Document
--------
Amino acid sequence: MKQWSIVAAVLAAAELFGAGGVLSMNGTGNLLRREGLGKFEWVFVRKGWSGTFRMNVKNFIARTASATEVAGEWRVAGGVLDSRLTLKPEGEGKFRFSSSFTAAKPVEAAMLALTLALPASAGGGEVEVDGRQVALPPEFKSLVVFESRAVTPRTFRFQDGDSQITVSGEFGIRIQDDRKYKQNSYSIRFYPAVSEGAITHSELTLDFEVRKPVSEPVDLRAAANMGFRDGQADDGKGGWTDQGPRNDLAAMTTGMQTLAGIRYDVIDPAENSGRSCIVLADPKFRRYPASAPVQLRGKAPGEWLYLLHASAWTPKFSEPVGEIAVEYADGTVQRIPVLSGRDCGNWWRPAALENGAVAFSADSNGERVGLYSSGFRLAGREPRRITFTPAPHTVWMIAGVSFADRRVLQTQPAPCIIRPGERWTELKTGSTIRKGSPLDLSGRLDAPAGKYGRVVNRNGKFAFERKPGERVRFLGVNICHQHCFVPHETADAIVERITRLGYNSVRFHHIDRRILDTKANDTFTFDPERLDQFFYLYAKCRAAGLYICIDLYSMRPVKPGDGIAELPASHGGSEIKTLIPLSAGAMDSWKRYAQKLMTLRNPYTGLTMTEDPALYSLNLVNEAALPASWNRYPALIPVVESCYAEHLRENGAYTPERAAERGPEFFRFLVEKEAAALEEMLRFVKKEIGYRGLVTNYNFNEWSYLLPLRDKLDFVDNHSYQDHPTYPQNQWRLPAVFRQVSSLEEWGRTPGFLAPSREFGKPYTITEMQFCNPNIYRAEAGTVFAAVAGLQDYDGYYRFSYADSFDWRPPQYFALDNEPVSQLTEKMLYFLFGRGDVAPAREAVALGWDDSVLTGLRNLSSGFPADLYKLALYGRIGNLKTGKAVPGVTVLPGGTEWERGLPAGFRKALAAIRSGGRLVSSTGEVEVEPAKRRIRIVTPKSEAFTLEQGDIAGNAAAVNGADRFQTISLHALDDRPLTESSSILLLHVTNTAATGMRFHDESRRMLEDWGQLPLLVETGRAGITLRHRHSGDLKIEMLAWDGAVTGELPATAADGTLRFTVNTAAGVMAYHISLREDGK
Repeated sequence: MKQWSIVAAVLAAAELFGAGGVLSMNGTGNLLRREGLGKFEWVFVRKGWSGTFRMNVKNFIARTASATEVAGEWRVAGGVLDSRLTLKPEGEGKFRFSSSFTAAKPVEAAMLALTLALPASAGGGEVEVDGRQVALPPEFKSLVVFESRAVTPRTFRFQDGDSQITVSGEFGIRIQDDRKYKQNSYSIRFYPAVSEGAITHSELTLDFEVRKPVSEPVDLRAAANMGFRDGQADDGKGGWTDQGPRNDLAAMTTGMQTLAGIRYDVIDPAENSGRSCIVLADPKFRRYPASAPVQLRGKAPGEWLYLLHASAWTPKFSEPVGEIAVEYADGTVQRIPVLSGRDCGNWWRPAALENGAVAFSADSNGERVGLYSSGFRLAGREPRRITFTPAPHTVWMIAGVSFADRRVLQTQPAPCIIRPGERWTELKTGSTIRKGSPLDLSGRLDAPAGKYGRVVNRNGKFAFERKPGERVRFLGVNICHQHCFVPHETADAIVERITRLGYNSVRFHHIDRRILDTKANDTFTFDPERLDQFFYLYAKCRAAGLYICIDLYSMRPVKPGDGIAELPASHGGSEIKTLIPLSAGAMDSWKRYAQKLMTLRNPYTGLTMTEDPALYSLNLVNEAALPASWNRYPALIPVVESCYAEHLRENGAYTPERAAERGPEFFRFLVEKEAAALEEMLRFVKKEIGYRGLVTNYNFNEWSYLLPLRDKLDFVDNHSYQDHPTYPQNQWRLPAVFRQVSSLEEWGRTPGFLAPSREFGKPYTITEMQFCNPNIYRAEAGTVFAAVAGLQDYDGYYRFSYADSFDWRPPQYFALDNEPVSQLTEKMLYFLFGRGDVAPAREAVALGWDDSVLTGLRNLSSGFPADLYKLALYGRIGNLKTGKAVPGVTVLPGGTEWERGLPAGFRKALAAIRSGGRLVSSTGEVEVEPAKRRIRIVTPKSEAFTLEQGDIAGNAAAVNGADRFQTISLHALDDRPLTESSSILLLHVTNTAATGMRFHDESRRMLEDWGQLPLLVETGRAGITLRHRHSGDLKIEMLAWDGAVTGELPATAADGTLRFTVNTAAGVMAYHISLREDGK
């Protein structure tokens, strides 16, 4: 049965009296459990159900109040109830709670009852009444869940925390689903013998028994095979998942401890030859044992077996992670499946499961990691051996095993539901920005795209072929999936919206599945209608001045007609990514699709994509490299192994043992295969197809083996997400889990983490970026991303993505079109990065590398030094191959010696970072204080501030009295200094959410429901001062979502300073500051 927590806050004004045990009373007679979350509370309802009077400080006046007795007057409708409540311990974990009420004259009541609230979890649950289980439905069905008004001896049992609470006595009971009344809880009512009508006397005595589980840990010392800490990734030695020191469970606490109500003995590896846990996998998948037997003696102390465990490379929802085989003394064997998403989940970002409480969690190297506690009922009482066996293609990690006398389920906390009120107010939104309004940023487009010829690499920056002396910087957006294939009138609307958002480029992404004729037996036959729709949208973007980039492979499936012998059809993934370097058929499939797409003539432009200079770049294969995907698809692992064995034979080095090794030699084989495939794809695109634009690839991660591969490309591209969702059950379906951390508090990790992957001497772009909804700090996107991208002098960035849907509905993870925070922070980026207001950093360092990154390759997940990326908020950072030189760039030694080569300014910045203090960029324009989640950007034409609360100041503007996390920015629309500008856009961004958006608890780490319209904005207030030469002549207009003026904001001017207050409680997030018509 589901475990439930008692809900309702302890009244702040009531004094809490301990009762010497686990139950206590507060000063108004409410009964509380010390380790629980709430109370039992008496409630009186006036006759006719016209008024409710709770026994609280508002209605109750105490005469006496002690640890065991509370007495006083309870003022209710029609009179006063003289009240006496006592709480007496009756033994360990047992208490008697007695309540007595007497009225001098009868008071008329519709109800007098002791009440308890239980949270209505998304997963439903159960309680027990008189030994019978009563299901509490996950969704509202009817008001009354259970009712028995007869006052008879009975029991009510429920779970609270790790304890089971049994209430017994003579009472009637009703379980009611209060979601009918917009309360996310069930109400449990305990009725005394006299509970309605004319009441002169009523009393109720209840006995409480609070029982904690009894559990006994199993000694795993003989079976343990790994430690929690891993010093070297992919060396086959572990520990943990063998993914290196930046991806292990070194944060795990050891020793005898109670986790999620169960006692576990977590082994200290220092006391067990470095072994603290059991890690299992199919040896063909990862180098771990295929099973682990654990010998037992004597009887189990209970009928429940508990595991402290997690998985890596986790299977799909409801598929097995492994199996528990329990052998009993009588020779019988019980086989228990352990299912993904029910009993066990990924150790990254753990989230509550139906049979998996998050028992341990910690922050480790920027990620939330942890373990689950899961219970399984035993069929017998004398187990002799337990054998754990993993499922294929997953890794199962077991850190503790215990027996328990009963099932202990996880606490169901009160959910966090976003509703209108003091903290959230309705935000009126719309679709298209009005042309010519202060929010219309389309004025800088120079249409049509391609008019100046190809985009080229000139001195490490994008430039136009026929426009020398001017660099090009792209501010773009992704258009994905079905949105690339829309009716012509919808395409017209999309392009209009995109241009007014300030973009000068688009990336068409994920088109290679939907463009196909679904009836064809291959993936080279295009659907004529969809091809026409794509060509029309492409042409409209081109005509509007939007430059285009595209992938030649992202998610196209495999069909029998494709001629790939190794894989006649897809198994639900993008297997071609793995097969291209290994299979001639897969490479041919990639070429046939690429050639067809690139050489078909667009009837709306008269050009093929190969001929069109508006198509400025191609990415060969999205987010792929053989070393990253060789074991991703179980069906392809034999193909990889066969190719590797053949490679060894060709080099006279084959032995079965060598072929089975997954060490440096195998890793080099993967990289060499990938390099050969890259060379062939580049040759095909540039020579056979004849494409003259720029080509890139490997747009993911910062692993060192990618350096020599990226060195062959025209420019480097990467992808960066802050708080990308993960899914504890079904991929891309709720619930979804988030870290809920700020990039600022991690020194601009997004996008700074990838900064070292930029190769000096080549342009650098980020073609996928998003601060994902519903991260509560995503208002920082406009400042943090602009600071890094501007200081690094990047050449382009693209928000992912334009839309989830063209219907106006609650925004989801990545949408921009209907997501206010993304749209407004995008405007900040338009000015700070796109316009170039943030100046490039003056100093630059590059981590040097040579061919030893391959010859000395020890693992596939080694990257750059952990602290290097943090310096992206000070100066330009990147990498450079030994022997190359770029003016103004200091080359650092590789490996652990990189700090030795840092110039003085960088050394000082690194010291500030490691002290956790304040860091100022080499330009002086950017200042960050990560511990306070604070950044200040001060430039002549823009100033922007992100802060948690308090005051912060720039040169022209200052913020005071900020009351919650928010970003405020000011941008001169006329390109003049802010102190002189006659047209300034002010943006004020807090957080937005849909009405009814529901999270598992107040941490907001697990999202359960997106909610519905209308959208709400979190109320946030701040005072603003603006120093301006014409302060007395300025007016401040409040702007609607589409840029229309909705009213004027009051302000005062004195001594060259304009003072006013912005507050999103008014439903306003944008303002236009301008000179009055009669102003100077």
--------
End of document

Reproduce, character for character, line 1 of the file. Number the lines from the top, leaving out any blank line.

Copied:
Amino acid sequence: MKQWSIVAAVLAAAELFGAGGVLSMNGTGNLLRREGLGKFEWVFVRKGWSGTFRMNVKNFIARTASATEVAGEWRVAGGVLDSRLTLKPEGEGKFRFSSSFTAAKPVEAAMLALTLALPASAGGGEVEVDGRQVALPPEFKSLVVFESRAVTPRTFRFQDGDSQITVSGEFGIRIQDDRKYKQNSYSIRFYPAVSEGAITHSELTLDFEVRKPVSEPVDLRAAANMGFRDGQADDGKGGWTDQGPRNDLAAMTTGMQTLAGIRYDVIDPAENSGRSCIVLADPKFRRYPASAPVQLRGKAPGEWLYLLHASAWTPKFSEPVGEIAVEYADGTVQRIPVLSGRDCGNWWRPAALENGAVAFSADSNGERVGLYSSGFRLAGREPRRITFTPAPHTVWMIAGVSFADRRVLQTQPAPCIIRPGERWTELKTGSTIRKGSPLDLSGRLDAPAGKYGRVVNRNGKFAFERKPGERVRFLGVNICHQHCFVPHETADAIVERITRLGYNSVRFHHIDRRILDTKANDTFTFDPERLDQFFYLYAKCRAAGLYICIDLYSMRPVKPGDGIAELPASHGGSEIKTLIPLSAGAMDSWKRYAQKLMTLRNPYTGLTMTEDPALYSLNLVNEAALPASWNRYPALIPVVESCYAEHLRENGAYTPERAAERGPEFFRFLVEKEAAALEEMLRFVKKEIGYRGLVTNYNFNEWSYLLPLRDKLDFVDNHSYQDHPTYPQNQWRLPAVFRQVSSLEEWGRTPGFLAPSREFGKPYTITEMQFCNPNIYRAEAGTVFAAVAGLQDYDGYYRFSYADSFDWRPPQYFALDNEPVSQLTEKMLYFLFGRGDVAPAREAVALGWDDSVLTGLRNLSSGFPADLYKLALYGRIGNLKTGKAVPGVTVLPGGTEWERGLPAGFRKALAAIRSGGRLVSSTGEVEVEPAKRRIRIVTPKSEAFTLEQGDIAGNAAAVNGADRFQTISLHALDDRPLTESSSILLLHVTNTAATGMRFHDESRRMLEDWGQLPLLVETGRAGITLRHRHSGDLKIEMLAWDGAVTGELPATAADGTLRFTVNTAAGVMAYHISLREDGK